Criminal Assignment

2127 words - 9 pages

Criminal Assignment

Dick should be advised that he could be liable for Indecent Assault. Although no force was used against the boy, creating fear is sufficient and the boy may have been frightened of Dick. However, Dick will be strictly liable under the Indecency with Children Act 1960. By s.1 of this statute "any person who commits an act of gross indecency with or towards a child under the age of fourteen, or who incites a child under that age to such an act with him or another, shall be liable". Dick could not argue consent because under this act the boy is too young. Speck (1977) 2 ALL ER 859. There is no requirement that the victim, for example, accepts the accused's invitation to handle his penis. The offence is committed even when the child does nothing. The offence is one of strict liability as to the age of the victim B v DPP (1998) 4 ALL ER 465 (DC).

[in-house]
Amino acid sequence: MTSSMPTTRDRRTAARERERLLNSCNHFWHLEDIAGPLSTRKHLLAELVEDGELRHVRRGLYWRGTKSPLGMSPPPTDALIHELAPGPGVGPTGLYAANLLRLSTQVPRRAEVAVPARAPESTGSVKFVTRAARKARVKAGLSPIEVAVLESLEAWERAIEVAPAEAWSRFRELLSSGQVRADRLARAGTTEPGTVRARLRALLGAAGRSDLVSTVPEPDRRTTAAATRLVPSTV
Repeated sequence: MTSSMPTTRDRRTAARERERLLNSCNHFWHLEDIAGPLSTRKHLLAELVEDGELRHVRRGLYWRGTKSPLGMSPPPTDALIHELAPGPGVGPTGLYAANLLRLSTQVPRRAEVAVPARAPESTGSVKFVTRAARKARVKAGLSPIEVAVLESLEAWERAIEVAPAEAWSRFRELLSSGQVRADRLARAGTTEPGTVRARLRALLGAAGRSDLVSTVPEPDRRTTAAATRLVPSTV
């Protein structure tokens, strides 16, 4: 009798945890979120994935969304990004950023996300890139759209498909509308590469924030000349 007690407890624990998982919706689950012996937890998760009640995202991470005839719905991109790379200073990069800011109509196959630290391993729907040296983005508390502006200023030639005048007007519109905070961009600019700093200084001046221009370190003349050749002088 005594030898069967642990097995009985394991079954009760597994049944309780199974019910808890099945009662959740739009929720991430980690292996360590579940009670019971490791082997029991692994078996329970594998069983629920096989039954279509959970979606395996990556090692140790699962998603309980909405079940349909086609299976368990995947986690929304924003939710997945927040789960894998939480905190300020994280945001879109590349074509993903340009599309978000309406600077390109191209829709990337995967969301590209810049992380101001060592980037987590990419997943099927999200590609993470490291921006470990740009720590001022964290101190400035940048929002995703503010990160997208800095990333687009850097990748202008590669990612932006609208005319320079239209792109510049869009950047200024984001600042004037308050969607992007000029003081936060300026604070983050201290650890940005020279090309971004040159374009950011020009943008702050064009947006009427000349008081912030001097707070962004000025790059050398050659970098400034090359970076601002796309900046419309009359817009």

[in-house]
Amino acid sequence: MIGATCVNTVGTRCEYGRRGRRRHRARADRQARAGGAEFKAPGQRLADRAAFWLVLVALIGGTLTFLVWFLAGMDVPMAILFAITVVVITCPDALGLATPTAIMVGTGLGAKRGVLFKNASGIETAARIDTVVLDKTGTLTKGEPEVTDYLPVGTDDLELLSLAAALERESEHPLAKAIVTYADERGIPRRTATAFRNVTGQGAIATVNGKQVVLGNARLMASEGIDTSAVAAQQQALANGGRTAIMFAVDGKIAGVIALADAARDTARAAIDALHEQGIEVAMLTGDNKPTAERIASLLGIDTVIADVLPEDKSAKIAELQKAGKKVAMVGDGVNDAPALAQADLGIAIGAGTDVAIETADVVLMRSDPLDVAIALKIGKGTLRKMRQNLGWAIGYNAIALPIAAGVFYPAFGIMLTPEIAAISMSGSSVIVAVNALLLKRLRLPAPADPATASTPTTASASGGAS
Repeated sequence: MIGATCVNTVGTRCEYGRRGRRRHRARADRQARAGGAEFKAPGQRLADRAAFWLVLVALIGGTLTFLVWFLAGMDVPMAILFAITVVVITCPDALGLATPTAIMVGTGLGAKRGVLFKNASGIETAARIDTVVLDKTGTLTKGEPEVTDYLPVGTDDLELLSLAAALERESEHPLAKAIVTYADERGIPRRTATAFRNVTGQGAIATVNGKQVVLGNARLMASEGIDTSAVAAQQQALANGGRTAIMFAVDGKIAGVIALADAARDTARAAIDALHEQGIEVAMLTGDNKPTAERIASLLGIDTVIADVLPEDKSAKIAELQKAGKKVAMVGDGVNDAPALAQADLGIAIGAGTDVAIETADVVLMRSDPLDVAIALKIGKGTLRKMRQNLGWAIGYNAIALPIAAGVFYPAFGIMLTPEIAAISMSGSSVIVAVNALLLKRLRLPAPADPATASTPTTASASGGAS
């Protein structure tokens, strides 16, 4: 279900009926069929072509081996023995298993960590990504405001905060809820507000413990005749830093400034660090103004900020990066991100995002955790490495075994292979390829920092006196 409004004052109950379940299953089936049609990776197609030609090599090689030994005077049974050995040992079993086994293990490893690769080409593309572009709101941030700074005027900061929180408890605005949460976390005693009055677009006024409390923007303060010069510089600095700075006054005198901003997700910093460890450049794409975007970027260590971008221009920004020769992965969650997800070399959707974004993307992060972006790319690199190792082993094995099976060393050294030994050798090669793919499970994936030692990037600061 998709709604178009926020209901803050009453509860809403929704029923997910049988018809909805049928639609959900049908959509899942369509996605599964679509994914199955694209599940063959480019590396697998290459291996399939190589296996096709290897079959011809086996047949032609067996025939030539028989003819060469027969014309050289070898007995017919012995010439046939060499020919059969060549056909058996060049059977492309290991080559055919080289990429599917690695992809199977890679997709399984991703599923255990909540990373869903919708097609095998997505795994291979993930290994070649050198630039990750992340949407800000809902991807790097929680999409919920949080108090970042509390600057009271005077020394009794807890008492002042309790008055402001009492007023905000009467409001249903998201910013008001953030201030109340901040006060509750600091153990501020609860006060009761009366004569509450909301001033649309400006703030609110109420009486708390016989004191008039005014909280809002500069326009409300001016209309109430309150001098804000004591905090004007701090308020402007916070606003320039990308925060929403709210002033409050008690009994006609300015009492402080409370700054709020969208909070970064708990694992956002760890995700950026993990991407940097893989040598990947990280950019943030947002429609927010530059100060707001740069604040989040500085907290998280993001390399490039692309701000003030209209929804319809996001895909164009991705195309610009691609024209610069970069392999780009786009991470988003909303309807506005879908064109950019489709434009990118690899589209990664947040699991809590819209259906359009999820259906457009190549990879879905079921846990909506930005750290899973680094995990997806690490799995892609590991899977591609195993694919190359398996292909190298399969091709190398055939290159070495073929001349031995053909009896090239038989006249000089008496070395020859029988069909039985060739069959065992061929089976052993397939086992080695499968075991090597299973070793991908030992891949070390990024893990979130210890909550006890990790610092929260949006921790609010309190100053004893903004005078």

Dick may also be liable under s.47 of the Offences Against the Person Act 1861 for Actual Bodily Harm and Battery. Dick has demonstrated an unlawful display of force against Jasmin which caused her to apprehend immediate and unlawful violence (the requirement for actual bodily harm) with the consequence of a broken nose. In Miller (1954) 2 QB 282 it was defined as, any hurt or injury likely to interfere with the health or comfort of the victim (the hurt or injury need not be permanent or serious but must be more than trifling). Dick did not have Jasmin's permission to touch her, which is an element of battery. Battery can be defined as "any intentional touching without the consent of that person and without lawful excuse. It need not necessarily be hostile, rude or aggressive" per Lord Lane CJ in Faulkner v Talbot (1981) 1 WLR 1528. When Dick Punched Jasmin to the floor, his actions were reckless, he may argue that he never intended to break Jasmin,s nose but based on the case of R v Roberts (1978) Crim LR this would be an unsuccessful argument. In this case the defendant gave a lift in his car to a girl. During the journey he made unwanted sexual advances, touching the girl's clothes. Frightened that he was going to rape her, she jumped out of the moving car, injuring herself. This act had caused her to suffer actual bodily harm. The defendant argued that he lacked the Mens Rea of the offence, because he had neither intended to cause her actual bodily harm, nor seen any risk of her suffering actual bodily harm as a result of his advances. This argument was rejected, the court held that the mens rea for battery was sufficient in itself, and there was no need for any extra mens rea regarding the actual bodily harm. This point was confirmed in Savage and Parmenter (1991) 1 AC 699. The only defence available to Dick would be self -defence and the prevention of crime - "reasonable force". It is a question for the jury, would a reasonable man have used the same...

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